That was my first thought too. Problem is getting the top of the valve off, as it doesn't seem too inclined to move. The flange connection to the tank is a bolt-on one and any movement in the pipe causes the flange to want to flex the side of the tank.

Right now the tank is basically empty other than a few gallons of RV antifreeze, so it would be a great time to try and clean the valve if I can get it apart. My biggest nightmare would be causing a leak at the flange while fixing the valve, and then I'd be looking at replacing the entire tank. Not something I really want to do right now. Hence my thought to just add another valve downstream until I came up with a better plan.

How would I get the top of the valve off with an impact wrench? Huge socket? I've just been using an adjustable spud wrench so far.

Share this post


Link to post
Share on other sites

Since all the corrosion needs to come off, why not remove the valve first, then work on the top of valve?  It may not even need to come off, unless you have a drawing of the inner parts of the valve!  In the picture, it looks to me that the valve and tank fitting are 2 separate parts. IMHO

Share this post


Link to post
Share on other sites
3 hours ago, manholt said:

In the picture, it looks to me that the valve and tank fitting are 2 separate parts

If you look at the photo where the current valve meets the flange, you'll see that the way the valve would come off is by spinning the entire valve. In order to do that, I have to pull the tank (or at least lift it a few inches to give clearance for the valve to rotate). Once I separate all the connections to the tank I'm just asking for trouble, since it's inevitable that at least one of them will either be stuck in place and refuse to come off easily. Then I'll have multiple problems and possible leaks. My experience has proven that once you start messing with old plumbing (43+ years in this case) problems multiply quickly. Even putting an impact wrench to the top of the valve to get it open scares me, since the momentary torque on the valve body might be enough to break the seal between the flange and the tank.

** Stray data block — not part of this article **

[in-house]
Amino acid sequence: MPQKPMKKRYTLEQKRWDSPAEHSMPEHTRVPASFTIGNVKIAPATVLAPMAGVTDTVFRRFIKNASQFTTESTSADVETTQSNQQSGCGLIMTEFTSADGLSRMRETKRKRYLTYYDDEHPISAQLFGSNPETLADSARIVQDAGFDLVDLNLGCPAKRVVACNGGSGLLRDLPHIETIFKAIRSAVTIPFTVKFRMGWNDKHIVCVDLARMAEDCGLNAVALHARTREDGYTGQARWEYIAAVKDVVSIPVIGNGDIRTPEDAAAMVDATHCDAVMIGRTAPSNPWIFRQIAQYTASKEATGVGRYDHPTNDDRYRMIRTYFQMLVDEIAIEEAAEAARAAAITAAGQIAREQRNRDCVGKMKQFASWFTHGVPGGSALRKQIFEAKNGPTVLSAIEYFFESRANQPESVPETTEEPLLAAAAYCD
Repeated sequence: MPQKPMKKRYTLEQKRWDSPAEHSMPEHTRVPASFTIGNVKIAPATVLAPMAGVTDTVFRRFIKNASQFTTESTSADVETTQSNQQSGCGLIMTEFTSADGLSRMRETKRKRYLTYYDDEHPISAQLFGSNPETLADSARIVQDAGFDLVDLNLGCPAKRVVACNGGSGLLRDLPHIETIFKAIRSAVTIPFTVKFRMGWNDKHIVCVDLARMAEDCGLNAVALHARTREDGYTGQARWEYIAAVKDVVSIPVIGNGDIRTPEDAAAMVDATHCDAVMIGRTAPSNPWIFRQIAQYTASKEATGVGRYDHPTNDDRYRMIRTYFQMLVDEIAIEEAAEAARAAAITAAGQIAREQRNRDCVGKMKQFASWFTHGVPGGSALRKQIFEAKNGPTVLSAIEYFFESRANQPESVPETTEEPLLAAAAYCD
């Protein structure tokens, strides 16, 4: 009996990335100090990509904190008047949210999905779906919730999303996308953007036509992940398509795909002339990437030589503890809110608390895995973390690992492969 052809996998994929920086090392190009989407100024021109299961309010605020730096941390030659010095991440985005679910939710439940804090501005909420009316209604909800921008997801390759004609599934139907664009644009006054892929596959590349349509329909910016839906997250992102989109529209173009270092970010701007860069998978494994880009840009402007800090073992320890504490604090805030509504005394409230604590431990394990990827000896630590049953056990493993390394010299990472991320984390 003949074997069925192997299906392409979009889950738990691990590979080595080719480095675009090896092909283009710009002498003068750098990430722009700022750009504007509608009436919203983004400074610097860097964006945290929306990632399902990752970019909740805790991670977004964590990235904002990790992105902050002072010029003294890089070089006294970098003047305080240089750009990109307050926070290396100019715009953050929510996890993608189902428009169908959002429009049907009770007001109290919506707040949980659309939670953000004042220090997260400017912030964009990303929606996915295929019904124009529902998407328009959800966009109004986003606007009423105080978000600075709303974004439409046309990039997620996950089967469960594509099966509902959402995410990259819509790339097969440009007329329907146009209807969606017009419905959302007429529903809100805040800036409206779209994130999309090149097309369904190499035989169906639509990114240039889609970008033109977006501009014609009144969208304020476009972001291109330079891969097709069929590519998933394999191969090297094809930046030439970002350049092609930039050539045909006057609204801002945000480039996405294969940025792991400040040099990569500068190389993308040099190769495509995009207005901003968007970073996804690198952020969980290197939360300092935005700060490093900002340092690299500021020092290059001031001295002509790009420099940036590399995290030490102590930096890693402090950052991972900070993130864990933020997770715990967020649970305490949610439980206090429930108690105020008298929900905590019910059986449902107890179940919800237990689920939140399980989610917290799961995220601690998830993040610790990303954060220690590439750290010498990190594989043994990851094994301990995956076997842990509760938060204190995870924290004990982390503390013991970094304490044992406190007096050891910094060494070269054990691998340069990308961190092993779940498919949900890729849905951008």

All this is why I'm looking at only few options until I'm able to replace the entire tank.

My first choice is still to add a secondary valve downstream of the current one for now.

However, if someone knows of a method for adding a bolt-on flange to an existing tank when there is no access to the back side of the flange I'm all ears. The way the tank is situated, there is no physical way to reach the back of the flange area other than through the flange itself. What I'm imagining is some type of bolt-on flange where the inside portion is in two pieces and can be held in place by reaching through the new flange while the flange/gasket/tank/gasket/backer are all bolted together. Maybe I'm dreaming, but I can't be the first person to ever have to replace a black tank flange.

Share this post


Link to post
Share on other sites

Richard,

Even if you could remove the flange what are the possibility of damaging the flange and having to replace it? It could be one very hard to find item. I am with you #3. But I would if possible replace the hose and clamps. 

When messing with the sewer system all ways remember to tilt the tank to opposite direction. :wacko::(

Luck to you.

Share this post


Link to post
Share on other sites

Richard.

I agree, to many variables.  The material of the tank itself, reminds me off having the same on a 1974 and 1981 Class A.  The fresh water tank was under the plywood that held the mattress of the bunk bed (back then, no queen or king bed).  Your black tank has horizontal metal reinforcement on the inside. 

The good news, is that if the tank gets a tear in it, or a hole...use a solder iron!

Carl 

Share this post


Link to post
Share on other sites